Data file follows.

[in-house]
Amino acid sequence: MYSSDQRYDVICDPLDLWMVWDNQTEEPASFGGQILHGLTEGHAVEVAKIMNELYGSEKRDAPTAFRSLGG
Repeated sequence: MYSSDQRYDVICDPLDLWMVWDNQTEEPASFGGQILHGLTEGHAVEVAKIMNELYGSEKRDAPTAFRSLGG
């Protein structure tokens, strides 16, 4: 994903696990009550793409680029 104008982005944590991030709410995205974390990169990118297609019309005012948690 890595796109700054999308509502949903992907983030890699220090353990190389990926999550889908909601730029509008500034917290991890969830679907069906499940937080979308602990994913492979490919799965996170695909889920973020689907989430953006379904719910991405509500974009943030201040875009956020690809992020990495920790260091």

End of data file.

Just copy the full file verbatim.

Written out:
[in-house]
Amino acid sequence: MYSSDQRYDVICDPLDLWMVWDNQTEEPASFGGQILHGLTEGHAVEVAKIMNELYGSEKRDAPTAFRSLGG
Repeated sequence: MYSSDQRYDVICDPLDLWMVWDNQTEEPASFGGQILHGLTEGHAVEVAKIMNELYGSEKRDAPTAFRSLGG
């Protein structure tokens, strides 16, 4: 994903696990009550793409680029 104008982005944590991030709410995205974390990169990118297609019309005012948690 890595796109700054999308509502949903992907983030890699220090353990190389990926999550889908909601730029509008500034917290991890969830679907069906499940937080979308602990994913492979490919799965996170695909889920973020689907989430953006379904719910991405509500974009943030201040875009956020690809992020990495920790260091």